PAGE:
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MacKenzie’s Bob Marese at 2019 Corporate Governance Forum: Issuers Need to Think Like Activists

John Jannarone

Bob Marese, Managing Director, MacKenzie Partners, Inc.

While it may appear hedge funds aren’t focused on ESG issues, their underlying investors such as university endowments often are and will want ESG to be part of the investment decision process. That’s according to Bob Marese, Managing Director at MacKenzie Partners, Inc., who spoke at the 2019 Corporate Governance Forum, where he moderated the panel “What Should Issuers Care About” whose speakers included Lawrence Elbaum, Co-Head of Activism Defense at Vinson & Elkins, Amy Lissauer, Global Head of M&A-Activist and Raid-Defense Advisory at Bank of America, Lyndon Park, Managing Director and Head of Governance Advisory Solutions at ICR, and Marc Lindsay, Head of Portfolio Company Engagement, Analysis and Voting at Vanguard. In an interview following the Corporate Governance Forum, Mr. Marese said issuers need to “think like an activist” and recognize weaknesses they may have in areas such as corporate governance well before shortcomings are pointed out publicly by someone else. When it comes to M&A, Mr. Marese said companies should provide as much information as possible at the time of announcement because any gaps can create opportunity for dissidents to criticize the deal. He also explained what kind of circumstances could lead a company to settle with an activist. The full interview is below:

CorpGov: Broadly what should issuers know?

Mr. Marese: Not surprisingly, the panelists shared many common views, chief among them, and in no particular order: Issuers need to meet with their top shareholders when skies are “blue” and not just when skies are “cloudy/grey”; boards need to get quicker at making decisions – with the input of their advisors – when responding to activists; and, underlying investors that seed hedge funds and institutions do care about ESG.  Endowments want more action taken around ESG issues because their students clearly care about it and unions are concerned about the safety of their workers.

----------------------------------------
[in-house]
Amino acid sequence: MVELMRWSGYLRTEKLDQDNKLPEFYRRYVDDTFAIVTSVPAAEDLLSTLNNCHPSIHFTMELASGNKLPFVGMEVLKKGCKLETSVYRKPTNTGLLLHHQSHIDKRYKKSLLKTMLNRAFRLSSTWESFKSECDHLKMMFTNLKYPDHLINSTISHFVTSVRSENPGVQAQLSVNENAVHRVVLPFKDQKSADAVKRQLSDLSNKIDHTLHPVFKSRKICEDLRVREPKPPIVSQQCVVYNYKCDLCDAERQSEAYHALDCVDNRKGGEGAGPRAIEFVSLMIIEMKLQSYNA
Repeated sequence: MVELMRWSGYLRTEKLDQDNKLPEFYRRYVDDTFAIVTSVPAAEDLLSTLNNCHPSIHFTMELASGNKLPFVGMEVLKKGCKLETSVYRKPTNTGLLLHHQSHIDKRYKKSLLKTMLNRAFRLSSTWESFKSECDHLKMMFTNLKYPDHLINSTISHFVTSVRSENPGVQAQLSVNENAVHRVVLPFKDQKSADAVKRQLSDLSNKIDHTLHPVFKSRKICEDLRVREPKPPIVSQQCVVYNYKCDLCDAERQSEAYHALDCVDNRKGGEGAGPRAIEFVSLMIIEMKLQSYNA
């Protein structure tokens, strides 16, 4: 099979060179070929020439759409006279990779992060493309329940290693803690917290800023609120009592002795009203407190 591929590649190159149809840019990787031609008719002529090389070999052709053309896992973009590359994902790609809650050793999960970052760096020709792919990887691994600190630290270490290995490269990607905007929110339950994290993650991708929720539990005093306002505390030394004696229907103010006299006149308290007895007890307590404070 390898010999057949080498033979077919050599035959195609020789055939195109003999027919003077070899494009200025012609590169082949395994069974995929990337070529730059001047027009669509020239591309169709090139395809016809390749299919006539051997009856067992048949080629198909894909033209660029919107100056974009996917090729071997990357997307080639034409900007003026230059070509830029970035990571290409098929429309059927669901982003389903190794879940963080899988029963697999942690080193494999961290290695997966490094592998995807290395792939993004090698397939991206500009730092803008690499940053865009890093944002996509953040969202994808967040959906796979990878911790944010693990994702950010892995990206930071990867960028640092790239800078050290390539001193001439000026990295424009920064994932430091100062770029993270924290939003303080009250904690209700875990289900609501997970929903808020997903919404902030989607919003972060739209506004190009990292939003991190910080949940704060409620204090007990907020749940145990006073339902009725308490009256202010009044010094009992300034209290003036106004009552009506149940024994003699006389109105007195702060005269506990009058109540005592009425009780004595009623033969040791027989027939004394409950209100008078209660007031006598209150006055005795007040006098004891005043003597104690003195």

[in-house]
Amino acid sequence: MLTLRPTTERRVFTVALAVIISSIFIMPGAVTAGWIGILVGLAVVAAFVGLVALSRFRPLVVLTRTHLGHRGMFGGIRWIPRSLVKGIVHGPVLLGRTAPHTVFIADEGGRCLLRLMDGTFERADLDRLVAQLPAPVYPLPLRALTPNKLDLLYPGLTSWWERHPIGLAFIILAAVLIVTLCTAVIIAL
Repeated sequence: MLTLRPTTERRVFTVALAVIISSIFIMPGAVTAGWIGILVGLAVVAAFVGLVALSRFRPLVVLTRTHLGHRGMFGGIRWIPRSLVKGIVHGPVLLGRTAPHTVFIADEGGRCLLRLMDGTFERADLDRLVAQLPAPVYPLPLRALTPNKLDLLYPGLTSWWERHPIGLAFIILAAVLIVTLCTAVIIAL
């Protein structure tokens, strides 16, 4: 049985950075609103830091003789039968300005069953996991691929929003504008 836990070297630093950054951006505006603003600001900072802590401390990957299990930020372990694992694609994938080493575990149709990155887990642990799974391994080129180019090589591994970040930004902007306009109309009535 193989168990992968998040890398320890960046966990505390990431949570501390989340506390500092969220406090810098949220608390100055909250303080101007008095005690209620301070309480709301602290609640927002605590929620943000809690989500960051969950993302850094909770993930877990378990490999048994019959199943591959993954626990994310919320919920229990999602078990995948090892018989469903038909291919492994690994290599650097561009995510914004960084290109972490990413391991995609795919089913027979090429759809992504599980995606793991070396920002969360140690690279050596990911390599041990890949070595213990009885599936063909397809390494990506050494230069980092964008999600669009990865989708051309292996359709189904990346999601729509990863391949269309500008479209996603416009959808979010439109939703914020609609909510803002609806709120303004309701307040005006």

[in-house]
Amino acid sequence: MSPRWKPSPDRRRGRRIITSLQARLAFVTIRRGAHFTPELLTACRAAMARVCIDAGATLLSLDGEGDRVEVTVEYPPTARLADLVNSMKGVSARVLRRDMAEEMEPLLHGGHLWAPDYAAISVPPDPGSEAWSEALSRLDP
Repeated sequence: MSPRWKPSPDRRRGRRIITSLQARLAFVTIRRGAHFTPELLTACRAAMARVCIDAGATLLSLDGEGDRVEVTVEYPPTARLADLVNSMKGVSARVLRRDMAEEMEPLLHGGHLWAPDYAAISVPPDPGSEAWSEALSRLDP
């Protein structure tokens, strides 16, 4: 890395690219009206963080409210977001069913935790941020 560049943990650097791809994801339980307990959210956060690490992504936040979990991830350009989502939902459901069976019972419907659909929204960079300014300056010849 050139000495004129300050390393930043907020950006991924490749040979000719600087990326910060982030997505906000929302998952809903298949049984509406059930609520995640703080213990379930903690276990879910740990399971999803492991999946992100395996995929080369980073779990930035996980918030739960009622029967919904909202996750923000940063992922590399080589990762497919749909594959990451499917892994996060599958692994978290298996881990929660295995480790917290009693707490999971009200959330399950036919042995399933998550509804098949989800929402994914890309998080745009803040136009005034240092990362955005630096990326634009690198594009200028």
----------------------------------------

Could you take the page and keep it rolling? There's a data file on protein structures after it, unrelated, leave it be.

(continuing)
Issuers need to think like an activist and conduct a regular and thorough review of the same matters that draw activists into a stock. What are a company’s particular governance weaknesses? Does the board have a long-term refreshment strategy in place for its members?  Is an issuer’s strategic vision being clearly and consistently communicated to the market and investors?  Are there execution vulnerabilities?  Is the company adequately assessing and addressing potential issues, for example those that may emerge around cyber intrusions or supply chain disruptions whether from geo-political or environmental issues?

CorpGov: What are some of the mistakes boards can make during the initial period when they are reviewing an activist’s ideas and considering an appropriate response?

Mr. Marese: Panelists agreed that issuers should not have a knee-jerk reaction when an activist pops up.  As one panelist noted, there is no monopoly on good ideas.  On the theme of an activist emerging in a particular stock – it should not come as a surprise that an issuer’s individual performance or sector-wide issues create the opportunity for an activist to develop an investment thesis around change.  A frank evaluation of these issues can clearly provide an early warning of problems ahead.  Activists on their own have zero power unless supported by the target company’s largest shareholders, and the proxy advisory services – ISS and Glass Lewis – all of whom will weigh the case for change and will make a voting decision or recommendation that is reflective of their evaluation of this need.